Some of this research has gotten a lot of press—for example, Natalie Phillips’s fMRI research on reading Jane Austen, featured on NPR, the Huffington Post, and Salon well before it was published in journals. Phillips conducted her research on a fellowship at Stanford, which touted it with the headline “This Is Your Brain on Jane Austen.” Phillips’s research is a multi-disciplinary collaboration—whose process mirrors its premises with a productive irony Austen might appreciate. She’s interested in the limits of attention, studying Austen’s fiction to make arguments about how it challenges readers to adopt multiple perspectives that test those limits.
Samantha Holmsworth, a neuroimaging expert on the project, describes the challenges: “We were all interested, but working at the edge of our capacity to understand even 10 percent of what each other were saying”—an estimate revised to 30% in an academic article that finally fleshed out the results that had received so much preliminary hype. Phillips presents her research with the enthusiasm of hypothesis that requires further study. In short, close reading (attending to questions about form) and pleasure reading (getting lost in a book) involve related but different forms of representation.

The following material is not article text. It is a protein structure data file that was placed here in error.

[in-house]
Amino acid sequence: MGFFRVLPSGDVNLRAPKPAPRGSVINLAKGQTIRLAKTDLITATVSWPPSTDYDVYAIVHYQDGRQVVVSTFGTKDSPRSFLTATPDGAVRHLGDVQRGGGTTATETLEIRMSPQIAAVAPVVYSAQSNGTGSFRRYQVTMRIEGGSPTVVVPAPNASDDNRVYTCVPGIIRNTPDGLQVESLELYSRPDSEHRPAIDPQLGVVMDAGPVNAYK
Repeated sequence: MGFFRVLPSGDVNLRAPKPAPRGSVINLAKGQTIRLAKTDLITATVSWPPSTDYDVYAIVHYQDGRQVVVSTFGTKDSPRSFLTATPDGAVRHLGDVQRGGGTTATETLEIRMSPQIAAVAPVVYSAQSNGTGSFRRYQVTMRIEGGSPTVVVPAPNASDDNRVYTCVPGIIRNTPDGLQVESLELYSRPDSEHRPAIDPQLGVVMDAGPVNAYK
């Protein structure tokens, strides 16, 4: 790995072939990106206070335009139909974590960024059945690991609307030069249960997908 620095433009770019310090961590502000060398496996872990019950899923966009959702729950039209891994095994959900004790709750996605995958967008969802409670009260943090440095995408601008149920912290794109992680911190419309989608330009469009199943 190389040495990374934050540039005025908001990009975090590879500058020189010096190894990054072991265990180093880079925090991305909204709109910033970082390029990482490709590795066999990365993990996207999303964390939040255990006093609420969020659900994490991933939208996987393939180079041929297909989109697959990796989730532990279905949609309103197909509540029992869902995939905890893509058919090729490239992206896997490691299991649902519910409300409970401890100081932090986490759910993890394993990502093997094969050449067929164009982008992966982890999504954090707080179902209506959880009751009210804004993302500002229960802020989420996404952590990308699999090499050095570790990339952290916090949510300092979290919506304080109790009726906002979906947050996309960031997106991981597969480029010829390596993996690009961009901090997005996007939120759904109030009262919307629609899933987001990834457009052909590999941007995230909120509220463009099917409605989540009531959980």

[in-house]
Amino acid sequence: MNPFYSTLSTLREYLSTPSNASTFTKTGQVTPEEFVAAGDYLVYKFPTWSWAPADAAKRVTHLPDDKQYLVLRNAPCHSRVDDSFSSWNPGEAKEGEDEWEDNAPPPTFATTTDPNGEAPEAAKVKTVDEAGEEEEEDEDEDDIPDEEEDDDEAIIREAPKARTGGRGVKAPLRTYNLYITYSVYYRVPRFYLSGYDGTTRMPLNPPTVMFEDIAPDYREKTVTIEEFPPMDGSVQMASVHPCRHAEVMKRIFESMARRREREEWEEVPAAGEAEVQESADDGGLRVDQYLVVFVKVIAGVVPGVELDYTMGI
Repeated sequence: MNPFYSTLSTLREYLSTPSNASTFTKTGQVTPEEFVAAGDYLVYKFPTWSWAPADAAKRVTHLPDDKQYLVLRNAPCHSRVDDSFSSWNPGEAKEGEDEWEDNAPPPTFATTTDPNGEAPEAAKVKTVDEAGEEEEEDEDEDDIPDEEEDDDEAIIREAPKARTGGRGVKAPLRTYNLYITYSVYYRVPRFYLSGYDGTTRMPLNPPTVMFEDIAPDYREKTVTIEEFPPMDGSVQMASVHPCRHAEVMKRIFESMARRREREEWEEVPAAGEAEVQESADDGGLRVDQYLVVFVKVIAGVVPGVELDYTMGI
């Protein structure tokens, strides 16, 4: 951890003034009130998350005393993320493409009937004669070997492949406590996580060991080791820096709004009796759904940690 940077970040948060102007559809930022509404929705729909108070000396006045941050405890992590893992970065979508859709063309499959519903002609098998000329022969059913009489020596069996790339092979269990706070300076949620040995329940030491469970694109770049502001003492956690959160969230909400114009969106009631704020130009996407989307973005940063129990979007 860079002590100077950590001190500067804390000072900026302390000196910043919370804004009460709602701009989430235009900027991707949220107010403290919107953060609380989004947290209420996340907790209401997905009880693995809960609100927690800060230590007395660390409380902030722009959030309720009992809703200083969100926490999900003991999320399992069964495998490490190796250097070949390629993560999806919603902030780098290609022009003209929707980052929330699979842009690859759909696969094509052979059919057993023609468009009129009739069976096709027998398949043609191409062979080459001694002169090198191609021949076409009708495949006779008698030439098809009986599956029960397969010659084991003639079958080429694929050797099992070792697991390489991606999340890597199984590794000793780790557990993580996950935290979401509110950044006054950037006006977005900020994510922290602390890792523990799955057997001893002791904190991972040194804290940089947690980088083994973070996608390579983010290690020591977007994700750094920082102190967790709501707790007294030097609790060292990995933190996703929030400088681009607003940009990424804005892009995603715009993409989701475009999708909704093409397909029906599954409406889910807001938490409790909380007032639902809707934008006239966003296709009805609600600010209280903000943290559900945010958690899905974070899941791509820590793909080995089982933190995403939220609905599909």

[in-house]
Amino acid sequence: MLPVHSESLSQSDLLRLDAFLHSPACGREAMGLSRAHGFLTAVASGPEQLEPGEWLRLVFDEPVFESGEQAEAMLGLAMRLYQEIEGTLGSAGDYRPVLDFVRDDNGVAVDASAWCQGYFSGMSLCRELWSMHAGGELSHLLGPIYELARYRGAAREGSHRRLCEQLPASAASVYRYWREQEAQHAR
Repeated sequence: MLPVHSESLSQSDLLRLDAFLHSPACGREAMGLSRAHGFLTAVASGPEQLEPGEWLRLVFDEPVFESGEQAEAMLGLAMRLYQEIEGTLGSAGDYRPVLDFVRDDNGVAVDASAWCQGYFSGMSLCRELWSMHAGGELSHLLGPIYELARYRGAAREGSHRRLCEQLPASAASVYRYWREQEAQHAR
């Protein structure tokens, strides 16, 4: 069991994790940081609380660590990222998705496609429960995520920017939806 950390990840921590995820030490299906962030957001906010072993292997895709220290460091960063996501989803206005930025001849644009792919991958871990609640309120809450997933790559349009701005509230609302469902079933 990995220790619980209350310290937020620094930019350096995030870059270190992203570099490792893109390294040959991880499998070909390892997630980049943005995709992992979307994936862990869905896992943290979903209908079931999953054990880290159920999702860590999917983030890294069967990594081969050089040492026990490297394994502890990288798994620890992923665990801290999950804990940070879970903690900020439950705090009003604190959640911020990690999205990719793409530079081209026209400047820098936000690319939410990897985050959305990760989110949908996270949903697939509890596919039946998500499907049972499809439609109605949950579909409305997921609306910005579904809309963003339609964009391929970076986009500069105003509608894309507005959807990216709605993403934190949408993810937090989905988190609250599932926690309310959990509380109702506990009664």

The “neural signatures” involved multiple brain systems, and Phillips envisions future research using a “functional connectivity” approach to measure “synchronous patterns that emerge in parallel across the brain and investigates how these connections change as we engage stimulus over time.” Close reading seems to initiate more widespread activity than pleasure reading, including the somatosensory cortex and motor cortex—areas involved in space and movement.
This is nascent research, and its hypotheses are tentative. That seems appropriate. If Jane Austen abhorred anything, it was too definitive a conclusion. In Austen, mind reading is always misreading.
Jason Tougaw is the author of The Elusive Brain: Literary Experiments in the Age of Neuroscience (Yale UP) and The One You Get: Portrait of a Family Organism (Dzanc Books).